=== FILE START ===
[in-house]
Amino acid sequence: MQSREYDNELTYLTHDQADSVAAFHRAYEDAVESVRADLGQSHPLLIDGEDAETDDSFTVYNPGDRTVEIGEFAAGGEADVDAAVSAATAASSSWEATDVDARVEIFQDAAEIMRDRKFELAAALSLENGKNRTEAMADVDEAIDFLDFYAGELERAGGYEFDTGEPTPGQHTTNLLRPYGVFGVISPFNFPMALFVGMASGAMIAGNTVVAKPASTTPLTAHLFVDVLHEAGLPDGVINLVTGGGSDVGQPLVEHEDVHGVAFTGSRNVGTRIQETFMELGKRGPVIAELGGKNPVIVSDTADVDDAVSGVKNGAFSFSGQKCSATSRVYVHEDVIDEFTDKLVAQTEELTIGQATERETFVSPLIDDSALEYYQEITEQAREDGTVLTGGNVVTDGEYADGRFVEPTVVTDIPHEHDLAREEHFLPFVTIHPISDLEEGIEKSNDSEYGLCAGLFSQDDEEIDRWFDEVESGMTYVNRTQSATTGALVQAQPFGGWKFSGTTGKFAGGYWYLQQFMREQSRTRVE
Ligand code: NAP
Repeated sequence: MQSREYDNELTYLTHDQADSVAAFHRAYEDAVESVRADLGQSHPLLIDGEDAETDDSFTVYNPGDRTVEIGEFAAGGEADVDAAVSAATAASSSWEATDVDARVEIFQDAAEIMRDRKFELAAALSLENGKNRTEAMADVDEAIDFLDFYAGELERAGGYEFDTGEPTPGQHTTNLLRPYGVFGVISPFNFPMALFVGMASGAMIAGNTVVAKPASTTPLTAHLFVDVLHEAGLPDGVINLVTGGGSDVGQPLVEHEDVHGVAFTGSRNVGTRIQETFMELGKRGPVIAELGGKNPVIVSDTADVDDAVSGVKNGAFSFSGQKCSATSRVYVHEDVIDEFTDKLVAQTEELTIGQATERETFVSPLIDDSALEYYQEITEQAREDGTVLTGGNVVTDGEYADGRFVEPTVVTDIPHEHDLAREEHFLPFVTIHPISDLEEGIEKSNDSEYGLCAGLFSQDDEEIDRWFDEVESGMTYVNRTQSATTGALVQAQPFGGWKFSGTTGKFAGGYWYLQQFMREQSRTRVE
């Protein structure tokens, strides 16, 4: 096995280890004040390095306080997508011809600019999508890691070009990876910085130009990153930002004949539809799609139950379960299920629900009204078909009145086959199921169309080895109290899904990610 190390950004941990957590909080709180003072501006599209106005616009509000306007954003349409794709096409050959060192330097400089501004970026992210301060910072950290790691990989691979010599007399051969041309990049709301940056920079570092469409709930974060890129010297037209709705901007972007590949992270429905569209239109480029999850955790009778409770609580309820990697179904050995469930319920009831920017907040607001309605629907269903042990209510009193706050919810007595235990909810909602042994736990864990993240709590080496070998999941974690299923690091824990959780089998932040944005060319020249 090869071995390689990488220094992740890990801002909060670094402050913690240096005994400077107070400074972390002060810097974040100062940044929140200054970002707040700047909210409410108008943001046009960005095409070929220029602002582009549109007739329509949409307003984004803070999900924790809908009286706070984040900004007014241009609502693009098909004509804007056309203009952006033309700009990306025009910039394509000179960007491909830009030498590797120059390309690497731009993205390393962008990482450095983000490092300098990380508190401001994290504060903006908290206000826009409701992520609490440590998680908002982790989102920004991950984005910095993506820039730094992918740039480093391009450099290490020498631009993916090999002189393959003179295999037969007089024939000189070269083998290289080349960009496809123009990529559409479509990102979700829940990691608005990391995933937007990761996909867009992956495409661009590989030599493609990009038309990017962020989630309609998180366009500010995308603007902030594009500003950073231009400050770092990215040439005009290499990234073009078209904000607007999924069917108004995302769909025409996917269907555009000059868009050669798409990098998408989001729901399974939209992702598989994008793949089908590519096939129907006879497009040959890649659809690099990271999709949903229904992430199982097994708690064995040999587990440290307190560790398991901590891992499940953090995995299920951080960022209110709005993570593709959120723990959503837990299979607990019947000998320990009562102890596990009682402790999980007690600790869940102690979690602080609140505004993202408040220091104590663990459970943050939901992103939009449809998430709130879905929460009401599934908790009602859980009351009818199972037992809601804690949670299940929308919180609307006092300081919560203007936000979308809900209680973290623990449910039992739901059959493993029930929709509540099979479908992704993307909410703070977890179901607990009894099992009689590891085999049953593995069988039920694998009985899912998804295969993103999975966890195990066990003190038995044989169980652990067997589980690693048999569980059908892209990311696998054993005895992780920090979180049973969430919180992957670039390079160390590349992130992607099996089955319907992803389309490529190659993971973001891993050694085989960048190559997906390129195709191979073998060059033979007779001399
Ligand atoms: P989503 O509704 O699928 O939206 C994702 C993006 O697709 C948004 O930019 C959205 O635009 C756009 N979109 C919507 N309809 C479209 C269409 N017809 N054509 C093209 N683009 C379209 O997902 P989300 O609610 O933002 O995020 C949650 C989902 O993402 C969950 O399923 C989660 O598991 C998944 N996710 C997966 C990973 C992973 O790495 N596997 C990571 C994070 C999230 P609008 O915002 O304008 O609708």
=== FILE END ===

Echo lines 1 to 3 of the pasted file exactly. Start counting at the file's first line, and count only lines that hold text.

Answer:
[in-house]
Amino acid sequence: MQSREYDNELTYLTHDQADSVAAFHRAYEDAVESVRADLGQSHPLLIDGEDAETDDSFTVYNPGDRTVEIGEFAAGGEADVDAAVSAATAASSSWEATDVDARVEIFQDAAEIMRDRKFELAAALSLENGKNRTEAMADVDEAIDFLDFYAGELERAGGYEFDTGEPTPGQHTTNLLRPYGVFGVISPFNFPMALFVGMASGAMIAGNTVVAKPASTTPLTAHLFVDVLHEAGLPDGVINLVTGGGSDVGQPLVEHEDVHGVAFTGSRNVGTRIQETFMELGKRGPVIAELGGKNPVIVSDTADVDDAVSGVKNGAFSFSGQKCSATSRVYVHEDVIDEFTDKLVAQTEELTIGQATERETFVSPLIDDSALEYYQEITEQAREDGTVLTGGNVVTDGEYADGRFVEPTVVTDIPHEHDLAREEHFLPFVTIHPISDLEEGIEKSNDSEYGLCAGLFSQDDEEIDRWFDEVESGMTYVNRTQSATTGALVQAQPFGGWKFSGTTGKFAGGYWYLQQFMREQSRTRVE
Ligand code: NAP